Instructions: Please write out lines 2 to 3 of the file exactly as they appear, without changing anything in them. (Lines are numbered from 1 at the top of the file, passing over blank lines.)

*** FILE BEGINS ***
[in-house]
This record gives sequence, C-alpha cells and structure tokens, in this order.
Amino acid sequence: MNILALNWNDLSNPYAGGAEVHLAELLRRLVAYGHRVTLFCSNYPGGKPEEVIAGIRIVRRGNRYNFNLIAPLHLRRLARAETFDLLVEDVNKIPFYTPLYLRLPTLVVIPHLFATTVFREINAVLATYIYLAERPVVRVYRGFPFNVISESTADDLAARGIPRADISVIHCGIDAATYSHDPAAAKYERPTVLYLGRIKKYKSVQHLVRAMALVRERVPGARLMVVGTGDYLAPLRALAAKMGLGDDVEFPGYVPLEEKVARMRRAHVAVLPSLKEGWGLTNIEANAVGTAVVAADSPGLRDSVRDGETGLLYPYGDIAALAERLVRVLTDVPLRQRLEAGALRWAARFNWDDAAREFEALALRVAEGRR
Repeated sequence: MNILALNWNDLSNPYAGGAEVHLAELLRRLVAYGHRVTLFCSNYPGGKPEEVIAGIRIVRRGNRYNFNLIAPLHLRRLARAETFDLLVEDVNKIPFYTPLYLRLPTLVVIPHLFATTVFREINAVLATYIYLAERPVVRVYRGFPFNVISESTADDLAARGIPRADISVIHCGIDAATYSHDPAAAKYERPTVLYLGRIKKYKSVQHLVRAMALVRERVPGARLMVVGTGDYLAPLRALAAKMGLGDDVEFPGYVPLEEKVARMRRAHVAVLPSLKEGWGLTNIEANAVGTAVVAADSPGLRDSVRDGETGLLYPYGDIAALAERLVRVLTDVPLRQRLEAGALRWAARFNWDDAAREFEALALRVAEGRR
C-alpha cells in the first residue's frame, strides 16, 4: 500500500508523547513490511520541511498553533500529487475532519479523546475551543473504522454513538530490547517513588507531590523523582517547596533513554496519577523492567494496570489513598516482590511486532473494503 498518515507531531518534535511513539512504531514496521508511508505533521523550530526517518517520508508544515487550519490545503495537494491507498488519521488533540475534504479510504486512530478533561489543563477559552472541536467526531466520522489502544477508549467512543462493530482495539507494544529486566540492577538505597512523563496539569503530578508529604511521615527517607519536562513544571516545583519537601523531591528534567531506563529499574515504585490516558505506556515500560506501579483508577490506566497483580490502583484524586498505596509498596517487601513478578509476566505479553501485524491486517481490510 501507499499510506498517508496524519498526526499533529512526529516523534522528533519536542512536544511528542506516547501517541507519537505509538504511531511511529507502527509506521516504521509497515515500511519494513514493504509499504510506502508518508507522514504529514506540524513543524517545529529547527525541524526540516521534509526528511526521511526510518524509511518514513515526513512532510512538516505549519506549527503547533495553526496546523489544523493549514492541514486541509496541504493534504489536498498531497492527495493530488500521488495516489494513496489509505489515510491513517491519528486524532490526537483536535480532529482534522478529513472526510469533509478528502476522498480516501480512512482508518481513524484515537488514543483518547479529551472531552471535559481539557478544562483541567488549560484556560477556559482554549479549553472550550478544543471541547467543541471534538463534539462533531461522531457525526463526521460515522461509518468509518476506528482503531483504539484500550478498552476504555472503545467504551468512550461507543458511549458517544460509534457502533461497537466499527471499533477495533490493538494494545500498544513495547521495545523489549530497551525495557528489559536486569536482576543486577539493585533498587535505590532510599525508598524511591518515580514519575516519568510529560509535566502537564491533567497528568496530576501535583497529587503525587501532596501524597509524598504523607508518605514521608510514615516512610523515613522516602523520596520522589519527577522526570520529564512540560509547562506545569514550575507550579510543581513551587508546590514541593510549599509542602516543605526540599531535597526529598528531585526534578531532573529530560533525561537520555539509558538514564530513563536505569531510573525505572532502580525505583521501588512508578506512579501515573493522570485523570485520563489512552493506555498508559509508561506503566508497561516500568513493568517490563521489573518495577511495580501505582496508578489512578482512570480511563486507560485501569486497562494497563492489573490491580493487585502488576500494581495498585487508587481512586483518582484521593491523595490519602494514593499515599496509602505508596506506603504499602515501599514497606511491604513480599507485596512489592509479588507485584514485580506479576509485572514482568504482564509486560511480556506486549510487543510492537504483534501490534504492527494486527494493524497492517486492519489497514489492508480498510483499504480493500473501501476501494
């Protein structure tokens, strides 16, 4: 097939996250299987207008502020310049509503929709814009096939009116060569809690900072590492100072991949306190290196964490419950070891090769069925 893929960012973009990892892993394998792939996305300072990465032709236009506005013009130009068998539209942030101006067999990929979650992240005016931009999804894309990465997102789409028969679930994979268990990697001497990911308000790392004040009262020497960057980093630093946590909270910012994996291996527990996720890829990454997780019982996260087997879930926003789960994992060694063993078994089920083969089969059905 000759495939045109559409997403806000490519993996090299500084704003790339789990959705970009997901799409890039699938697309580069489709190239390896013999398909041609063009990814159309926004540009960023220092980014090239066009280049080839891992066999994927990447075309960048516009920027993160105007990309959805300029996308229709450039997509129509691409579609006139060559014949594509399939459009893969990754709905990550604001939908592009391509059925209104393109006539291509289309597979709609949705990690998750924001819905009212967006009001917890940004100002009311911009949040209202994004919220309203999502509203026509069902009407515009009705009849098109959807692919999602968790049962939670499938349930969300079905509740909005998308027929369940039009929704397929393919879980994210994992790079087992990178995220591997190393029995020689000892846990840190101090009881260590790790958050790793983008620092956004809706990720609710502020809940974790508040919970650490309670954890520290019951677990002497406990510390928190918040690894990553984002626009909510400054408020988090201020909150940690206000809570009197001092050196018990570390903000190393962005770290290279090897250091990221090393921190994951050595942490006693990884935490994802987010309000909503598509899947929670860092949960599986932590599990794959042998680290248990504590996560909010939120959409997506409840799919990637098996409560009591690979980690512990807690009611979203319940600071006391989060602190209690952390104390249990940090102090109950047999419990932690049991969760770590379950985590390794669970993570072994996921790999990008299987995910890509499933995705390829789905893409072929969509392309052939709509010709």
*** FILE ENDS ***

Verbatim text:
This record gives sequence, C-alpha cells and structure tokens, in this order.
Amino acid sequence: MNILALNWNDLSNPYAGGAEVHLAELLRRLVAYGHRVTLFCSNYPGGKPEEVIAGIRIVRRGNRYNFNLIAPLHLRRLARAETFDLLVEDVNKIPFYTPLYLRLPTLVVIPHLFATTVFREINAVLATYIYLAERPVVRVYRGFPFNVISESTADDLAARGIPRADISVIHCGIDAATYSHDPAAAKYERPTVLYLGRIKKYKSVQHLVRAMALVRERVPGARLMVVGTGDYLAPLRALAAKMGLGDDVEFPGYVPLEEKVARMRRAHVAVLPSLKEGWGLTNIEANAVGTAVVAADSPGLRDSVRDGETGLLYPYGDIAALAERLVRVLTDVPLRQRLEAGALRWAARFNWDDAAREFEALALRVAEGRR